Published online by Cambridge University Press: 05 June 2014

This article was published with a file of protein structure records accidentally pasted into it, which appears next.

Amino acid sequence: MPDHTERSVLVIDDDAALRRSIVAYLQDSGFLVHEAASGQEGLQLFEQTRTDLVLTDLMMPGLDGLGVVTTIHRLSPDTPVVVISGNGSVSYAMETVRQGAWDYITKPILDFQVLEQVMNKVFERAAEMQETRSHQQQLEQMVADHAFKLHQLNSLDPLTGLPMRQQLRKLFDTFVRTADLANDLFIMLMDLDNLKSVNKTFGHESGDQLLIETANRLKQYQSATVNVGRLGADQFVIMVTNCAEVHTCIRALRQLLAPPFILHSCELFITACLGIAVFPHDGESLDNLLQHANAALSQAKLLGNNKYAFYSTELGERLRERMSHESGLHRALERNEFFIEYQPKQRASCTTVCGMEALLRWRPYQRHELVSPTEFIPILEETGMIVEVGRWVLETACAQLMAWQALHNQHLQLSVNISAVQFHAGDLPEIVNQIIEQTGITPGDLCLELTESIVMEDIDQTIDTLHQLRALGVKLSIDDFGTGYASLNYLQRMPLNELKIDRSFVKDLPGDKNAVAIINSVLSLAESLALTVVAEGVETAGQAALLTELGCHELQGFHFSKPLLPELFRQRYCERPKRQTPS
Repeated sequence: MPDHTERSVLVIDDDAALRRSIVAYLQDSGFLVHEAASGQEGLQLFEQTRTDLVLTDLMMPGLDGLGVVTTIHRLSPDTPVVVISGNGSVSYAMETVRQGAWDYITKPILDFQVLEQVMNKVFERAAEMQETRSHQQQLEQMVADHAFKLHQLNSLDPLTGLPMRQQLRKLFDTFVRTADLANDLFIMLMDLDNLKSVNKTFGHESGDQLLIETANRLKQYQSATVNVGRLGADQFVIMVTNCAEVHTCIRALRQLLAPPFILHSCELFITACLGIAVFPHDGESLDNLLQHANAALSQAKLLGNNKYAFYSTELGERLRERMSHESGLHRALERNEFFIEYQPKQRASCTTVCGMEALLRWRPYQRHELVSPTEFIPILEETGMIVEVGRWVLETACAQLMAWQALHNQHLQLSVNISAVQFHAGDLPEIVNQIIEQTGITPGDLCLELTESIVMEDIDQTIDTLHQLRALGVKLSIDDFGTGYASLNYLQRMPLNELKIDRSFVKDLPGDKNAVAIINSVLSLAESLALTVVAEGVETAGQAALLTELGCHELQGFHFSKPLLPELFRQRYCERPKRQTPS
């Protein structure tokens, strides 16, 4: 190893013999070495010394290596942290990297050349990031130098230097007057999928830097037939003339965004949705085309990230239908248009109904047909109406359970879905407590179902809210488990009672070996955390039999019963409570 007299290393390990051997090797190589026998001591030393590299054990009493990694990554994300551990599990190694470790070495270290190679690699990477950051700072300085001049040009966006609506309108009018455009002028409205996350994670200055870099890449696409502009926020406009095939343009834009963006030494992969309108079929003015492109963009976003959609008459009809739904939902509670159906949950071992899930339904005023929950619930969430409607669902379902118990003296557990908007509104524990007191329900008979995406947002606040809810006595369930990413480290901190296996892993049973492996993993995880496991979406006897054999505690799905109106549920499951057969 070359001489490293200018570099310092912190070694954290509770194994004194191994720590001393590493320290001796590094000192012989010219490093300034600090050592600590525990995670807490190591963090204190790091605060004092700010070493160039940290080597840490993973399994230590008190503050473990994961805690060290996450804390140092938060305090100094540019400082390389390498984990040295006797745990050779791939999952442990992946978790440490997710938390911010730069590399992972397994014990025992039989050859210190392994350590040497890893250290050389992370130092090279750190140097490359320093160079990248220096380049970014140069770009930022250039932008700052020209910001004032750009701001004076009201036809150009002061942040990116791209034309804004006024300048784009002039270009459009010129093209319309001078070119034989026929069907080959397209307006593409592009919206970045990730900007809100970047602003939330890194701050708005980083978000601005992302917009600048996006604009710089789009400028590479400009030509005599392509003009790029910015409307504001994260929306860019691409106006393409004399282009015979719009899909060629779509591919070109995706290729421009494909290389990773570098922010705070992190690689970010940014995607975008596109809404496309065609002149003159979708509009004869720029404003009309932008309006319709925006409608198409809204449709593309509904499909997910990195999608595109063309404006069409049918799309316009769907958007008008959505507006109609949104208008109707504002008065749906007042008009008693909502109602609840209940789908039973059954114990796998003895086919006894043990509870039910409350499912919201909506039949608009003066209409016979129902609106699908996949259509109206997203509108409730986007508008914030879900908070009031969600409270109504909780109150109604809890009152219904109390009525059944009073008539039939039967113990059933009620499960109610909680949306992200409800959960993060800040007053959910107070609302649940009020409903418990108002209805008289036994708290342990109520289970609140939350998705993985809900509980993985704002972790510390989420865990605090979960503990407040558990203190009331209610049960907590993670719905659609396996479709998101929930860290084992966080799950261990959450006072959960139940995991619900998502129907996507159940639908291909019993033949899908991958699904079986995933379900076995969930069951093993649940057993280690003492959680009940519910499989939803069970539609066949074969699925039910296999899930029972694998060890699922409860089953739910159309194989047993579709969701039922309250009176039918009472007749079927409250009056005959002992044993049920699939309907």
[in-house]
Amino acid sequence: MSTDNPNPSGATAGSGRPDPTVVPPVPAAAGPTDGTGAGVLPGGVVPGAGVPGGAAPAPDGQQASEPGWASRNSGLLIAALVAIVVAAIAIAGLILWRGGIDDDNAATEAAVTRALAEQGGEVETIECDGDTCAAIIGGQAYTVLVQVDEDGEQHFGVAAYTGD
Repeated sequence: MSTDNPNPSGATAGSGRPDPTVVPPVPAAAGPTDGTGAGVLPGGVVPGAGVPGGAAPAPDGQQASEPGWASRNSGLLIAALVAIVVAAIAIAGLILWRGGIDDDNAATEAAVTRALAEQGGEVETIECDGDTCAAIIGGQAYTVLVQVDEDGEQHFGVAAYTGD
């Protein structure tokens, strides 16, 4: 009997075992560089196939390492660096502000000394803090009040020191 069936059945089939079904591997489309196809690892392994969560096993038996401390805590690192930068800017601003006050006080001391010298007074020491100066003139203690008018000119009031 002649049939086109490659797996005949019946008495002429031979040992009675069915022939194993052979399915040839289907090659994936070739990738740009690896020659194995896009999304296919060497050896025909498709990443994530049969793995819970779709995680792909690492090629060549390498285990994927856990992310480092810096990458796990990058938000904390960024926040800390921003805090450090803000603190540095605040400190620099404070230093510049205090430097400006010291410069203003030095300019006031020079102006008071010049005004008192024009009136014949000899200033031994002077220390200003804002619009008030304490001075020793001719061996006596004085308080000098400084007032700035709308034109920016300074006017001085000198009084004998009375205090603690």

Slavery and Slaving in African History is a synthetic and interpretive history of slavery in Africa from its earliest manifestations through to the early twentieth century, when slavery in most parts of the continent had ceased to exist. It reconstructs the processes that led to the consolidation of slavery with the broader goal of understanding – as best we can – the lived experience of slaves. Throughout the book, I integrate an analysis of the personal and relational aspect of slavery (between master and slave) into a broader examination of slavery as an institution. I focus especially on the way slavery emerged and changed over time. Mythologies about Africa have often made the study of slavery difficult. In popular imagination, the African past before the twentieth century is often portrayed as fundamentally rural, isolated, unspoiled, simple, and egalitarian. Slavery was rare, while slaves were not exploited as slaves but rather became part of African families. In other cases, Africa is portrayed as little more than the home to unknowable, savage “tribes” gleefully waging war only to sacrifice or sell their victims. An important purpose of Slavery and Slaving in African History is to present Africa, Africans, and slavery in a more realistic and accurate way. Africa was historically diverse; indeed, Africans would not have thought of themselves as “African” until quite recently. Before the twentieth century, the most important local allegiances were to kinship groups, religious orders, occupational groups, villages, cities, or states (among many other possibilities). Africans created cities, armies, polities, and religions over the course of centuries. Although African economies are commonly portrayed as subsistence orientated or fundamentally concerned with the redistribution of goods and resources, over time parts of the continent were increasingly orientated toward production and market exchange. People in some regions used currencies in the form of cowrie shells, for example, while groups of merchants sought actively to profit via the exchange of goods.